To further develop your playing, you'll need to learn how to focus on what you're doing that is efficient, and also stop doing things that are inefficient. At that point you'll be able to start getting your technique working FOR YOU instead of AGAINST YOU so you can maximize your results.

Let's begin with picking... The highest levels of picking efficiency (for most players) will come together when a guitarist is picking from the wrist. Yet, a lot of guitar players will find that they're picking from the elbow, or more commonly, from the rotation of the forearm.

Pay particular attention to this. Especially if you develop pain in your hand, in your wrist or arm, you're quite likely doing something wrong with your picking technique. For making appropriate changes to better perfect your playing, set out to make picking practice a "routine of study" in your playing, (at least for a year or so) to have your technique really take root.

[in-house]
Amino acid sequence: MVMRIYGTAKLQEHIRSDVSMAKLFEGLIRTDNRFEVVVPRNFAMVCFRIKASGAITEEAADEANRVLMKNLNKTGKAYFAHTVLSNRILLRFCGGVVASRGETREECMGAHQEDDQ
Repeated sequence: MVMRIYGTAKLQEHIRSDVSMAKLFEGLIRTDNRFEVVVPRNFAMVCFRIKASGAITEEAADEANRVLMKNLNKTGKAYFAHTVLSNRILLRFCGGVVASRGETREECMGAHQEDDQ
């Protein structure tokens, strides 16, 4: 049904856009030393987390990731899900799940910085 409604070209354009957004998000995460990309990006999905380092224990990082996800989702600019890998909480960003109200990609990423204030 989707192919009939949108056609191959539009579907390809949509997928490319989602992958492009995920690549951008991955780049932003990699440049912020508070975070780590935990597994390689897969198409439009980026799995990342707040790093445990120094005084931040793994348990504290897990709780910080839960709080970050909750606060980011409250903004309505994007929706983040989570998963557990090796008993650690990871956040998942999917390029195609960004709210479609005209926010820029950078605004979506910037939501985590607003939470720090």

I have an example that you can try. It uses a group of notes turned into a repetitive sequenced drill. Study this by performing the drill all over the neck - taking it across several string sets and positions.

Picking Drill:

Strum technique is another area where players tend to have a lot of issues. Strumming technique must involve the wrist and the arm operating together so they operate as one to generate smooth relaxed guitar strumming. Accuracy (across the string sets) is paramount - in the long term, with the most important idea to master early being feel.